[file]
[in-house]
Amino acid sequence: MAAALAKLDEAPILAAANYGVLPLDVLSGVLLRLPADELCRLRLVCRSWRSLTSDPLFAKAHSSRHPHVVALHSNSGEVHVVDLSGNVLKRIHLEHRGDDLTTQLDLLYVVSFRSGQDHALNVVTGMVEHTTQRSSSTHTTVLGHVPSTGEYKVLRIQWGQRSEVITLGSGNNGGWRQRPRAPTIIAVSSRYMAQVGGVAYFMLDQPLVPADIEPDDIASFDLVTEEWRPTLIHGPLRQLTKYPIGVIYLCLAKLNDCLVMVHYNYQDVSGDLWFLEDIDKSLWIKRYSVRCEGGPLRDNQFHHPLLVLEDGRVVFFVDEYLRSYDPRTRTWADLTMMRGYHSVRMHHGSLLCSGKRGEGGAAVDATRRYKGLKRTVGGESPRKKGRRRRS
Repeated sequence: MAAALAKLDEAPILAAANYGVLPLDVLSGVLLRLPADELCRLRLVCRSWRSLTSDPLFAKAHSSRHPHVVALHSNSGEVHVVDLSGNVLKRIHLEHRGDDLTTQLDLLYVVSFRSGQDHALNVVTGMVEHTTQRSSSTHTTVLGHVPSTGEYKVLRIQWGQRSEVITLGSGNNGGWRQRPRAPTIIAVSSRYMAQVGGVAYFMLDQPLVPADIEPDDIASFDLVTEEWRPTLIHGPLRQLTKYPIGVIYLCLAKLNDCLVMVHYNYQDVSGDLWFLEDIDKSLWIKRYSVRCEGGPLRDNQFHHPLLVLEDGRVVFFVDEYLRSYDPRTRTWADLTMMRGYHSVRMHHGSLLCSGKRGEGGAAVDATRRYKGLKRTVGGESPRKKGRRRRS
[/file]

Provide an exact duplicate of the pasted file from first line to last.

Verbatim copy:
[in-house]
Amino acid sequence: MAAALAKLDEAPILAAANYGVLPLDVLSGVLLRLPADELCRLRLVCRSWRSLTSDPLFAKAHSSRHPHVVALHSNSGEVHVVDLSGNVLKRIHLEHRGDDLTTQLDLLYVVSFRSGQDHALNVVTGMVEHTTQRSSSTHTTVLGHVPSTGEYKVLRIQWGQRSEVITLGSGNNGGWRQRPRAPTIIAVSSRYMAQVGGVAYFMLDQPLVPADIEPDDIASFDLVTEEWRPTLIHGPLRQLTKYPIGVIYLCLAKLNDCLVMVHYNYQDVSGDLWFLEDIDKSLWIKRYSVRCEGGPLRDNQFHHPLLVLEDGRVVFFVDEYLRSYDPRTRTWADLTMMRGYHSVRMHHGSLLCSGKRGEGGAAVDATRRYKGLKRTVGGESPRKKGRRRRS
Repeated sequence: MAAALAKLDEAPILAAANYGVLPLDVLSGVLLRLPADELCRLRLVCRSWRSLTSDPLFAKAHSSRHPHVVALHSNSGEVHVVDLSGNVLKRIHLEHRGDDLTTQLDLLYVVSFRSGQDHALNVVTGMVEHTTQRSSSTHTTVLGHVPSTGEYKVLRIQWGQRSEVITLGSGNNGGWRQRPRAPTIIAVSSRYMAQVGGVAYFMLDQPLVPADIEPDDIASFDLVTEEWRPTLIHGPLRQLTKYPIGVIYLCLAKLNDCLVMVHYNYQDVSGDLWFLEDIDKSLWIKRYSVRCEGGPLRDNQFHHPLLVLEDGRVVFFVDEYLRSYDPRTRTWADLTMMRGYHSVRMHHGSLLCSGKRGEGGAAVDATRRYKGLKRTVGGESPRKKGRRRRS